Ages ago (in a pre-blog world), I wrote on my proper web-site about my new Philips SLA-5520 (aka “The Streamium”). All was good with the world and my collection of CDs were available at the touch of a button, streamed wirelessly from my mini-ITX PC.

Unfortunately, bad things started to happen. Sometimes it would fail to power on; or briefly power-up, then reset itself, only to reset itself again and end up in a very slow loop. Combined with the fact we didn’t play music that often, I never really gave it much thought. Last week it really got to me, I had a bit think and concluded it must be a power supply problem.

Off to eBay then to source a suitable PSU. It needed to be a unit capable of delivering 9V at a current of at least 500mA. I managed to find a brand-new 1200mA version, taken from a high-end BT cordless phone. Hopefully that would be beefy enough to supply the device with any spikes in startup current required, while remaining stable enough as time went by. Delivered for £6.

It arrived yesterday and I’m pleased to report things are hunky-dory again. I needed to take the connector off the old supply and use it to replace the one on the new supply: the old one was a right-angled version to make the leads run away to the back nicely; and it had a small locking indent near the tip. A bit of electricians’ tape later and we are up and running.

The music lives on.

Pico PSU

As part of my ongoing Mini-ITX hobby project, I decided that it needs to be quieter because it lives in Lucy’s bedroom and is powered-on 24×7. With today’s energy prices, I also wanted to make sure it was as low-power as possible.

The existing PSU was the one supplied with the case: an already low-power (110W) job with a single quiet fan. The motherboard itself is a fanless-design Epia SP from VIA. There were also two small (40mm) fans in the case to keep some airflow moving because of the standard-size DVD writer and a belt ‘n braces 80mm fan to keep things nice and cool elsewhere. The fans were software controlled based on CPU temperature, but they still ran about 20% of the time keeping things cool.

I decided to have a re-think and get rid of the DVD writer – I can always create the ISO images on the Linux machine and then transfer them to my main PC for writing at a later date. That’s a huge power drain gone (upto 31.5W peak). Taking the fans out dropped power consumption by another 2W.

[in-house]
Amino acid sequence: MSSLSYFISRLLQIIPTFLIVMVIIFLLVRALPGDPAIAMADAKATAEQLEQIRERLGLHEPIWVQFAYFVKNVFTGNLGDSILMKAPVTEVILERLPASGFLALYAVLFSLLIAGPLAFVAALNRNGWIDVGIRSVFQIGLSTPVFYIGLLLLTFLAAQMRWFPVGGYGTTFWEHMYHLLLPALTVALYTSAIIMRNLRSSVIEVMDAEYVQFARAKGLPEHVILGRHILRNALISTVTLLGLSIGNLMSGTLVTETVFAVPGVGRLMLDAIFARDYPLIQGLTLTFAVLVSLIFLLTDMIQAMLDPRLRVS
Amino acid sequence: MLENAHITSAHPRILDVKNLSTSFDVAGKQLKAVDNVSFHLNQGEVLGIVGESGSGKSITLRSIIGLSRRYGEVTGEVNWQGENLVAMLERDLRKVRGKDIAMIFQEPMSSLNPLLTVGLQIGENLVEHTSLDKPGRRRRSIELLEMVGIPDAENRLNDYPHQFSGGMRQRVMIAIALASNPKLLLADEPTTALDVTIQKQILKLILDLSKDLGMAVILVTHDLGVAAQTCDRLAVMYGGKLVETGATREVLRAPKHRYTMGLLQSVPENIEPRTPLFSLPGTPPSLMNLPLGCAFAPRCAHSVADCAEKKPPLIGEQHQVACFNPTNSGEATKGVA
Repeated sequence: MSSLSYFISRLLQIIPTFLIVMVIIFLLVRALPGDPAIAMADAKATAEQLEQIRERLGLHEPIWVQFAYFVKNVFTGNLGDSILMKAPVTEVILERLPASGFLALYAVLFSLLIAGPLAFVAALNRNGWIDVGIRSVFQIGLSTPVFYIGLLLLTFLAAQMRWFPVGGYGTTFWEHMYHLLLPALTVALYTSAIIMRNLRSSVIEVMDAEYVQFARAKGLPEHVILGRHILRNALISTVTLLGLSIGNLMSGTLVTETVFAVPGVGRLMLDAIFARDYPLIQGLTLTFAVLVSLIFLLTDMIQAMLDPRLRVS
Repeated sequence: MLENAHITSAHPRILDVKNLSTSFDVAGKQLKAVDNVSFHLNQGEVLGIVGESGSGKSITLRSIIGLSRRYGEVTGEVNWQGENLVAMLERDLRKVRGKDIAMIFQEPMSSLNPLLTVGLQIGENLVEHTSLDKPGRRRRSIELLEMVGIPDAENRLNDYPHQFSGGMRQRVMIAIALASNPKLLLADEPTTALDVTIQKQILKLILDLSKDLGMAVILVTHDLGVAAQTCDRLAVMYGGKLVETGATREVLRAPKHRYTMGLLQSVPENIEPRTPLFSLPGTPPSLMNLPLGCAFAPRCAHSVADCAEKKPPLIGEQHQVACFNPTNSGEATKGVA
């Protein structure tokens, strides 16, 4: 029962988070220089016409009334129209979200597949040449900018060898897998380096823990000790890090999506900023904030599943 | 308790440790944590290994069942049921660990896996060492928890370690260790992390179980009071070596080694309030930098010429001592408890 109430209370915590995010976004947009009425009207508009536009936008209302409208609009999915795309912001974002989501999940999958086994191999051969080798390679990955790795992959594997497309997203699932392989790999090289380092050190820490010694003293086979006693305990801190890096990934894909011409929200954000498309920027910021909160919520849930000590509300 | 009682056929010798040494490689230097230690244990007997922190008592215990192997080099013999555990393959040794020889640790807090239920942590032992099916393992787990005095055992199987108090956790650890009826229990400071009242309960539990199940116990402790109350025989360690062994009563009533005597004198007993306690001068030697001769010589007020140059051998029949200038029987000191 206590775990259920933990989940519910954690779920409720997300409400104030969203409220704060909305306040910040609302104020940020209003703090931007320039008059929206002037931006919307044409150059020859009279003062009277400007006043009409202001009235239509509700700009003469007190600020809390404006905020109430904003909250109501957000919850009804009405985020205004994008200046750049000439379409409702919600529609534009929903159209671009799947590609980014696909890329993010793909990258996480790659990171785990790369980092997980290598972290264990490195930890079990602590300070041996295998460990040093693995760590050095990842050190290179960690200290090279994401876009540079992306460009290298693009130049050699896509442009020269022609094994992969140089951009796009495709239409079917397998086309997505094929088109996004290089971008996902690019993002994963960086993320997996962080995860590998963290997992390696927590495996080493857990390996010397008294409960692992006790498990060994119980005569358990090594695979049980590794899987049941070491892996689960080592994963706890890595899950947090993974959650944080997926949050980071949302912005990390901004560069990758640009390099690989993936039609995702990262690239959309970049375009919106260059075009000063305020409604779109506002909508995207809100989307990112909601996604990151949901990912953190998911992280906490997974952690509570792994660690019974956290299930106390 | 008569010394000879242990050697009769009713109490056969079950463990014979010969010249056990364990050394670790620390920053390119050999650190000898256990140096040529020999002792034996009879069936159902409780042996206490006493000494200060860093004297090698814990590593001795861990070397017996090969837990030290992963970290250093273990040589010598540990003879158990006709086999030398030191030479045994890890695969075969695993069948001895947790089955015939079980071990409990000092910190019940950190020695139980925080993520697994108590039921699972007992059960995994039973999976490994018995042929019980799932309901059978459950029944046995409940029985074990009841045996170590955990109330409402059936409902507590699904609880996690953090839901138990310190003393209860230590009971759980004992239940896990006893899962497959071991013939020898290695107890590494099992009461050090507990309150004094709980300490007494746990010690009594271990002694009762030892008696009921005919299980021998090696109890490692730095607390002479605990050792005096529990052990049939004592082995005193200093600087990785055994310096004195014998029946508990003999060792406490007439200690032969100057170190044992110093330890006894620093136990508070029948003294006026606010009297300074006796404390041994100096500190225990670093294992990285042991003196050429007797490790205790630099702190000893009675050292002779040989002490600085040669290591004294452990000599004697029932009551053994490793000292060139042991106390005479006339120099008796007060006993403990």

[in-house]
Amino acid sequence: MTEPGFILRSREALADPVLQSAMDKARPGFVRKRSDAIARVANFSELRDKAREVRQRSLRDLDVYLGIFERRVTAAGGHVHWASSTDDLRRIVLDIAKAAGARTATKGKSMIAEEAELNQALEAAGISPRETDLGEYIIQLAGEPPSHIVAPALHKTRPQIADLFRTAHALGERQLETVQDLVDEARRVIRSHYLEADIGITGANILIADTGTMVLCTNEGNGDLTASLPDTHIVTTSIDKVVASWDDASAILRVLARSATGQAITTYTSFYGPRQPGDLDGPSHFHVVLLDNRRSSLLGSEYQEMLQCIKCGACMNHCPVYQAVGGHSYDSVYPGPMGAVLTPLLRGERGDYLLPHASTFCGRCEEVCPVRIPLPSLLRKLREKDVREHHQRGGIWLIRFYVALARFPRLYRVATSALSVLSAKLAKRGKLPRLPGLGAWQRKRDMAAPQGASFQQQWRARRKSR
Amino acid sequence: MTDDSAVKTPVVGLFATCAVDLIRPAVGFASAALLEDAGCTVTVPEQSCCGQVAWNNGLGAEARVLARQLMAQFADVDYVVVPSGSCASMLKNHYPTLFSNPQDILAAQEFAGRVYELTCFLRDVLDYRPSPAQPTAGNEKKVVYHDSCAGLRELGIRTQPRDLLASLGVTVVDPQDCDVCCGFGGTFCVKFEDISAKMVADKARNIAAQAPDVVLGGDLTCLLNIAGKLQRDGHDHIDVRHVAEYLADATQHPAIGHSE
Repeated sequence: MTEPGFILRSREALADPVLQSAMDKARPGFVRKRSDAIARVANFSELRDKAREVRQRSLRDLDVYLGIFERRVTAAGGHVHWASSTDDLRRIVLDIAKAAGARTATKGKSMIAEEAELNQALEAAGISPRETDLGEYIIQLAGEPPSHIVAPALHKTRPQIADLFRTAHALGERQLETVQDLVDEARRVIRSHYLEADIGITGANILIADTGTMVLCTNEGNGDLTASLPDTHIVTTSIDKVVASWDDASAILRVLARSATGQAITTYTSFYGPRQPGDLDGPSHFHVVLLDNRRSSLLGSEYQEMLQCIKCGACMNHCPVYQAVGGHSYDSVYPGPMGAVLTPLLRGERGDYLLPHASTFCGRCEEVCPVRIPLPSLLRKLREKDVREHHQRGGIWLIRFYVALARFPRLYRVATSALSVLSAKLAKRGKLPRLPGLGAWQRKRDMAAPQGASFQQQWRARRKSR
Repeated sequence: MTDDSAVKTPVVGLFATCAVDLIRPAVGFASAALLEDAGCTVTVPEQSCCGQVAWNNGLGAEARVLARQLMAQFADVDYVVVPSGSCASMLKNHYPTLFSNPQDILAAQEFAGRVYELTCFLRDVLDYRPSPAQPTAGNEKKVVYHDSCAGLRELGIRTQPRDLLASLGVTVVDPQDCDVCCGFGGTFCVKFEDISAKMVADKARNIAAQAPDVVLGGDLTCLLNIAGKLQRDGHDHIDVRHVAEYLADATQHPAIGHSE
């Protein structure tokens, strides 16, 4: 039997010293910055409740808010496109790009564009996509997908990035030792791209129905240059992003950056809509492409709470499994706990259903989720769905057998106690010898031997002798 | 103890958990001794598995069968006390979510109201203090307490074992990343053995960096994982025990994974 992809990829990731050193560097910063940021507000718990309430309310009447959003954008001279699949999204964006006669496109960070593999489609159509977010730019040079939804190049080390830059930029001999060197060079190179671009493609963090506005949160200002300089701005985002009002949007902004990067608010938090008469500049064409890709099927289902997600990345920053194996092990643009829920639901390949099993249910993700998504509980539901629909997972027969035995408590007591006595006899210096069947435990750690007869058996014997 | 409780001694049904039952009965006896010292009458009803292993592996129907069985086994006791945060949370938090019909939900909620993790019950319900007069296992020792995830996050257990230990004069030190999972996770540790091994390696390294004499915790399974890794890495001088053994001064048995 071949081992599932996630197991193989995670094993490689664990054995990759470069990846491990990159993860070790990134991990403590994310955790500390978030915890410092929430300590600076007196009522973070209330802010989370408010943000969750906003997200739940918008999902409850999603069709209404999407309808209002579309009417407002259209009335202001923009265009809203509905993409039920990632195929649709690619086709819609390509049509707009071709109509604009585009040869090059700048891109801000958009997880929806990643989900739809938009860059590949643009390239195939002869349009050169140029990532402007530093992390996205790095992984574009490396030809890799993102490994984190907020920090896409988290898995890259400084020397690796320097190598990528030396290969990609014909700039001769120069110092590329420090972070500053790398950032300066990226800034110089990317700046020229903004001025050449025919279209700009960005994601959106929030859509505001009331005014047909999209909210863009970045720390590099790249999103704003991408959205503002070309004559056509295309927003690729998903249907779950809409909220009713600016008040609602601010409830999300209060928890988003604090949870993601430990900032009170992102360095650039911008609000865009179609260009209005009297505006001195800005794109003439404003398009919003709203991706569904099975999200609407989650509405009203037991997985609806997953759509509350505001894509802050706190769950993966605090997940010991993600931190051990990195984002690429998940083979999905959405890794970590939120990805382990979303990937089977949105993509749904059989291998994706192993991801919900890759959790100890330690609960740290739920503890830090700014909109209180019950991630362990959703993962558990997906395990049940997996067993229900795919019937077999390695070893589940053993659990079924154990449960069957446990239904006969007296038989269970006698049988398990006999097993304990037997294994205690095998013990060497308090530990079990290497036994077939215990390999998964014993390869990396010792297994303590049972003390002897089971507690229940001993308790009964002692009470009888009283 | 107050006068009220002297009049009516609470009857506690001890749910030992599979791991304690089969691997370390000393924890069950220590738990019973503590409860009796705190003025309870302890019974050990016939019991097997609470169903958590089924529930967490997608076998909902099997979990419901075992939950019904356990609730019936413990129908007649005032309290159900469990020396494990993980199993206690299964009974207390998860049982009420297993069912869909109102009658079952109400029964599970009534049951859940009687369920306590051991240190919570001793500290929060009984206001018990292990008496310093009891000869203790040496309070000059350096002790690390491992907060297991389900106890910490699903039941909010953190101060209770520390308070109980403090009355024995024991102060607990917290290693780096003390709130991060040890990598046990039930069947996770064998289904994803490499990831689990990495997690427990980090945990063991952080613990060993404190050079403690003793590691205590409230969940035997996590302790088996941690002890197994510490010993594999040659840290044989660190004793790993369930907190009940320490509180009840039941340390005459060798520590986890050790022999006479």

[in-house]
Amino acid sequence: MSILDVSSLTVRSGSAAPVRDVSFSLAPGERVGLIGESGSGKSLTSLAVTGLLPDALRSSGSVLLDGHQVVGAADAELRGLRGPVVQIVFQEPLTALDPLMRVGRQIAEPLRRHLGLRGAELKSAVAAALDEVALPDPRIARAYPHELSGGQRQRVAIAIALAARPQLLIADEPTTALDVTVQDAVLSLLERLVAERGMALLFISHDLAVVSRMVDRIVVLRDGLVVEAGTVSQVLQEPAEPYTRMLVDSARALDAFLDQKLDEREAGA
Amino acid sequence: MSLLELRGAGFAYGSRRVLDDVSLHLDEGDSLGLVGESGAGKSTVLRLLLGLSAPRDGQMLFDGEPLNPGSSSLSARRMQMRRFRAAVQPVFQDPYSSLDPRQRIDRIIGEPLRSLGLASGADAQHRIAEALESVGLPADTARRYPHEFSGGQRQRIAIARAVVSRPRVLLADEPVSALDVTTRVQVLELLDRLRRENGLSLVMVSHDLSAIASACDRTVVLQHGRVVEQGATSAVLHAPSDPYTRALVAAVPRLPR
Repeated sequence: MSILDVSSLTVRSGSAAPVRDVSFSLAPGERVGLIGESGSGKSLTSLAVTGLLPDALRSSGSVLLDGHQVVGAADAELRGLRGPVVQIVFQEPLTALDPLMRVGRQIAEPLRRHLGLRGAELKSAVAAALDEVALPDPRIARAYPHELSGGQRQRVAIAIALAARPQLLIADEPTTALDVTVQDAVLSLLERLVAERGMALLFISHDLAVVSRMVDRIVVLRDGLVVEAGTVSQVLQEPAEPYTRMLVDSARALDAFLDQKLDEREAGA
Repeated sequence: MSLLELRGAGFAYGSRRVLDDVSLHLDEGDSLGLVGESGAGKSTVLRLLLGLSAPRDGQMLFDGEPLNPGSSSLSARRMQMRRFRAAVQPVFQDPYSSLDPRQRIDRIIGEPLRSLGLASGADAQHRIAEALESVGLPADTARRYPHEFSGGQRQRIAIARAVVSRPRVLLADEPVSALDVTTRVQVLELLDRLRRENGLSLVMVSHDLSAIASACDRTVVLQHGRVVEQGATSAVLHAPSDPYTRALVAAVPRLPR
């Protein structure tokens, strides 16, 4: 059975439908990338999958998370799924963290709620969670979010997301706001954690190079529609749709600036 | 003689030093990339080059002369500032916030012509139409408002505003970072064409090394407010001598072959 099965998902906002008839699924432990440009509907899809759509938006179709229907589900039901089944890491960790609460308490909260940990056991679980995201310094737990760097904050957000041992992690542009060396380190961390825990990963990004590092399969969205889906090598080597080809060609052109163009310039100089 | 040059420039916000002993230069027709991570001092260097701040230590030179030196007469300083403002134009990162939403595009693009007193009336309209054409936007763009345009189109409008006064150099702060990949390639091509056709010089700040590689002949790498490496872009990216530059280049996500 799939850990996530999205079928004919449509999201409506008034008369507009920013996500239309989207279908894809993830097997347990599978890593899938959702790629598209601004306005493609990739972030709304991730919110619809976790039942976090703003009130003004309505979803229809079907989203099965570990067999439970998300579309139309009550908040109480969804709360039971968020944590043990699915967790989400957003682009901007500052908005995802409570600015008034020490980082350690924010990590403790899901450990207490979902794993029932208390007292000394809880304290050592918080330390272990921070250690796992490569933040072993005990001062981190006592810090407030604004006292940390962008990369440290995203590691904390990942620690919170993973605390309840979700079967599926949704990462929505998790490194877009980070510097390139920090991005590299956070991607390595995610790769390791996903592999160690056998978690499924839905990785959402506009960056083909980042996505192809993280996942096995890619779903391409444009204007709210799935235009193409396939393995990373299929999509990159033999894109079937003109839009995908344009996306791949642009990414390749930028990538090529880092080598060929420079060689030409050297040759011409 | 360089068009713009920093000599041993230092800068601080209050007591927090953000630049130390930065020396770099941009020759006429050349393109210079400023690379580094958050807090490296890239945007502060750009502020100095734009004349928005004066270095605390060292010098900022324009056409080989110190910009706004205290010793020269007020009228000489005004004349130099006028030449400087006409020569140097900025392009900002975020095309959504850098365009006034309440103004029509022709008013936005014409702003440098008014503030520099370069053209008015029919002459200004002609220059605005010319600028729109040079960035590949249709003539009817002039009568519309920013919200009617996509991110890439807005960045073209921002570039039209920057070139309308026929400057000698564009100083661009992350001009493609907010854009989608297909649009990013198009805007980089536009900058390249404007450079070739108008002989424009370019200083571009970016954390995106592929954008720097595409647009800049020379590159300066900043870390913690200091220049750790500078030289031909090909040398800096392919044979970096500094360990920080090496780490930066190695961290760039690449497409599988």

I also decided to ditch the original power supply and bought a picoPSU. This is a nifty little device which is tiny and plugs directly into the motherboard ATX header. As you can see from the picture below, there’s very little to it and crucially, no fans in sight. The main thing to note is that it’s tiny. Two 50p pieces would easily cover it. The whole unit is powered by a “brick” which is a bit like a laptop power adaptor: again a fanless component.


It arrived the other day and later that night I took the system apart and after some fiddling, installed it into the case. The DVD writer was removed, along with the power supply, the three redundant fans. Even for such a small case, there was a lot of room. The other surprising this was that I found the whole PC was so much lighter than I had been expecting.

Anyway: time for the big test. I plugged everything in (minus a monitor: it never uses one anyway), pressed the power switch and some lights came on, but nothing seemed to happen. Bugger: I must have got a faulty one. And then the system beeped it’s usual happy POST complete beep. Eh?

Ah yes: I’m so used to building regular PCs I was used to various fans spinning up and hard drives whirring into action. The whole mini PC boots Linux off a 256MB compact flash card, with main storage on an external USB hard drive. So with a fanless motherboard, fanless PSU, and no hard drive, the thing is totally silent. It’s a little unnerving at first to build a PC which is completely silent, but I was suddenly very happy with how quiet things were.

It’s been running continuously for over 2 days now and the internal CPU temperature is quite happy hovering around the 52C mark – up slightly from 43C previously. That might sound high, but it’s well within the standard operating temperature guidelines. Overall, power consumption dropped from 32W to 21W. In real money, that equates to a saving of about a tenner a year in electricity.